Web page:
Prince Was Unapologetically Black Before It Was Cool To Be So
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Thursday night, I attended a screening of the Roots reboot at the Tribeca Film Festival. While in the van on the way to the post-screening reception, I met Alondra Nelson — Dean of Social Sciences at Columbia University — and a conversation about Roots segued into a conversation about her work in genealogy, which then segued into the current relevance and popularity of unapologetic Blackness. We both agreed that, for various reasons, it seems almost trendy to be a conspicuously pro-Black Black person today. Perhaps it is disruptive and dangerous to exist that way in White spaces, but now the possession of a high degree of wokeness when among other Black people isn’t just nice, it’s necessary. Expected. Shit, even Beyonce seems to be on board.
Of course, the news of the sudden and shocking death of Prince loomed over the entire evening, like music blaring through stereo speakers; pulsating, vibrating, and reverberating sounds you could either choose to attempt to ignore or acknowledge. And when his death was broached, of course there were acknowledgements of his artistic impact and the sheer surreality of this news. But something else was brought up (repeatedly) as well. Prince was Black as fuck.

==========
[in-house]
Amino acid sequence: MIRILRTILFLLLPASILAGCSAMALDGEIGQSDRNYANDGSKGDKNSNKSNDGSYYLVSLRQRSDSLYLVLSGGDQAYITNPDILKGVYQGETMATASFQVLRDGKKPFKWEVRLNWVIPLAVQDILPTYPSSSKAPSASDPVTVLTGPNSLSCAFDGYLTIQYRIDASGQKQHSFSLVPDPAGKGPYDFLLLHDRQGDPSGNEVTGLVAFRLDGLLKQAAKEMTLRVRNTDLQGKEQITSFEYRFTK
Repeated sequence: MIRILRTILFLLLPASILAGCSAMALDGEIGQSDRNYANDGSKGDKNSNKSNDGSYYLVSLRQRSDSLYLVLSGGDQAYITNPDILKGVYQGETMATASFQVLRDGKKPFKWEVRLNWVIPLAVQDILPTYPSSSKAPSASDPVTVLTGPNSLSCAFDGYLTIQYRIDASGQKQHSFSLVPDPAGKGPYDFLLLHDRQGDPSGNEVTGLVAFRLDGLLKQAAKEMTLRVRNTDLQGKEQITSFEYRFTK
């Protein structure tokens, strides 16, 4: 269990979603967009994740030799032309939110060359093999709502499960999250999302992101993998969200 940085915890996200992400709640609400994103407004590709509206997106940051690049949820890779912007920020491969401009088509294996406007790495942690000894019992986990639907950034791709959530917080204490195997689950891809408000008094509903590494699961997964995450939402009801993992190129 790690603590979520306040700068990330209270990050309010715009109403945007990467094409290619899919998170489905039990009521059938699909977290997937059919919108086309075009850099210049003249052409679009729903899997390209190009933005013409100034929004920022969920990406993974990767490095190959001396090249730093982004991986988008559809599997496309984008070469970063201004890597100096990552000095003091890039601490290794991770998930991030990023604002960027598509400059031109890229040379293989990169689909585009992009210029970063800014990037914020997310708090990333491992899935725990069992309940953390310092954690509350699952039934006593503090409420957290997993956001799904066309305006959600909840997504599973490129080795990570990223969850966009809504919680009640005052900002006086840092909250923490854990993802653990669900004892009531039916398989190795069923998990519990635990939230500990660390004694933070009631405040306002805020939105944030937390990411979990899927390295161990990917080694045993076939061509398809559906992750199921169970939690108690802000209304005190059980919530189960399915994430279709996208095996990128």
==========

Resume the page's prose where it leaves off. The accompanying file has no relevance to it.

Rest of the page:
To be unapologetically Black in 2016 isn’t just to fully embrace Blackness. It’s to do it without a concern of how this Blackness will be perceived by people — White and Black — who don’t necessarily believe unapologetic Blackness is constructive, aspirational, or even necessary. And, if possible, it’s also to maintain your agency. To be and to keep as much as yourself and your personhood as possible. And Prince did this — all of this — at a time when doing all of this wasn’t the zeitgeist du jour. He was fearlessly himself — and unwilling to give any of that self up unless it was on his specific terms — when that type of fearlessness was revolutionary. Prince was, in the pro-Blackest sense of the word, woke.